switching in three different directions (pulsed-field); one direction is
through the central axis of the gel, whereas the other two are at an angle of
60 degrees on either side. The pulse time of the direction is linearly
increased during the run so that progressively larger fragments are able to
migrate forward through the gel, resulting into separation based on fragment
size. The obtained banding patterns are referred to as NAP-field types.
Unfortunately, standardisation of protocols and validation of PFGE for C.
difficile have never progressed as they did for other food-borne pathogens on
PulseNet at the United States (US) Centers for Disease
Control and Prevention (CDC) .
It has been reported that PFGE displays
better discriminatory power than PCR ribotyping with D-values
of 0.843 and 0.688, respectively . In contrast, preliminary results of a
study comparing different typing techniques on 39 of the most frequently found
PCR RTs in Europe demonstrate that only 16 NAP-field types were obtained of 39
PCR RTs (personal communications, M Mulvey and D McCannel, 2011). A common
concern with all band-based typing methods is the difficult interpretation of DNA banding patterns, especially when a DNA banding pattern differs marginally from the
reference patterns. Consequently, appropriate definitions are required to
identify new types with both PFGE and PCR ribotyping. In Europe, the Cardiff
collection of Jon Brazier and Val Hall serves as a reference collection and new
PCR RTs are always validated using this database. Currently, a clinical
collection of 20 different C. difficile PCR RTs (European Centre for Disease
Prevention and Control (ECDC)-Brazier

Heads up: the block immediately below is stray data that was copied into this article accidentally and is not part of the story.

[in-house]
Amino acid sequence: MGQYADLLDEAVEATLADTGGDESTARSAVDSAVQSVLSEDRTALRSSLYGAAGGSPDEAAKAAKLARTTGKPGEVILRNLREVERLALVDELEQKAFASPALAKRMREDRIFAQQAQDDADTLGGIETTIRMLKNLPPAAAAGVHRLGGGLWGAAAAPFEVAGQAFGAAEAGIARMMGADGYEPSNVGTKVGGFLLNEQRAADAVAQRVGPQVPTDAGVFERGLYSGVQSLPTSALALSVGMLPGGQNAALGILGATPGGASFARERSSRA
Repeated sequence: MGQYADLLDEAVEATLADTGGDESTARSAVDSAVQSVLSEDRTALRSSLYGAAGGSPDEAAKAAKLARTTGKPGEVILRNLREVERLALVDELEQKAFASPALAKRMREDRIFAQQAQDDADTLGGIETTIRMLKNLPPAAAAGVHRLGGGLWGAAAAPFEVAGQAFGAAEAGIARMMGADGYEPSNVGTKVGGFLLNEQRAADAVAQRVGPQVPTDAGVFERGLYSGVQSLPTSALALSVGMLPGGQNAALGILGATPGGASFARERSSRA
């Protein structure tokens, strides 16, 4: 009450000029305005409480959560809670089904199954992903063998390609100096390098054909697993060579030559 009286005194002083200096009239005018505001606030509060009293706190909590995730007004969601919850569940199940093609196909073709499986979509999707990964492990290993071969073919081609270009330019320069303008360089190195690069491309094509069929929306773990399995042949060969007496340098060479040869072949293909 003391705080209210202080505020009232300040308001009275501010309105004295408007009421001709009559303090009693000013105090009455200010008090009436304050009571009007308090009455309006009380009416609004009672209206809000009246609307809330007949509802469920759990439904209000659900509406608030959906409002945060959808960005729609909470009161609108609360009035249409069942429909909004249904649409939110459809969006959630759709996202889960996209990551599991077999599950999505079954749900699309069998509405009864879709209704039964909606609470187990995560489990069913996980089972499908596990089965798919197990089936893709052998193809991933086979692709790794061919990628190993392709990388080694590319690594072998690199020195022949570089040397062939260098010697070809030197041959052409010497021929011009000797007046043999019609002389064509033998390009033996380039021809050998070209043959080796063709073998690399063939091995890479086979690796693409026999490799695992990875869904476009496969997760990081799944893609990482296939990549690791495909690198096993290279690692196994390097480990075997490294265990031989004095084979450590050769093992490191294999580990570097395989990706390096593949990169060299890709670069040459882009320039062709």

collection) isolated from various European countries is available to distribute
among all reference laboratories in Europe who participate in the European C.
difficile infection study network (ECDISnet)
. The usage of two different standard typing
methods in Europe and America has resulted into different nomenclatures, making
interlaboratory exchange of data difficult. Already in 1994 Brazier et al. 
emphasised the need for a unified nomenclature.
In 2004, MLST was introduced to study the
population structure and global epidemiology of C. difficile . This
sequence-based typing method relies on sequencing of DNA fragments approximately
ranging between 300 and 500 bp representing seven housekeeping genes (MLST
7HG). Sequence variants for each housekeeping gene are assigned with a distinct
allele number and the combination of seven allele numbers (allelic profile)
provides a sequence type (ST). MLST generates high-throughput sequence data
that can be uploaded from laboratories worldwide to a common web database .
This facilitates ST calling as well as studying the population structure and
global epidemiology of C. difficile. Two different typing schemes have been
proposed in literature to characterise C. difficile isolates [30,32]. Both
typing schemes consist of seven housekeeping genes of which three are shared (triosephosphate
isomerase (tpi), recombinase A (recA) and superoxide dismutase A (soda). In
contrast to the scheme published by Griffiths et al. , the MLST scheme
described by Lemee et al.  was not widely adopted. This can be partially
explained by the presence of a null allele on the D-alanine--D-alanine ligase (ddl)
locus of the Lemee scheme which failed to amplify in certain strains .
Recently, this locus in the Lemee scheme was replaced by the groEL gene .
It has been reported that the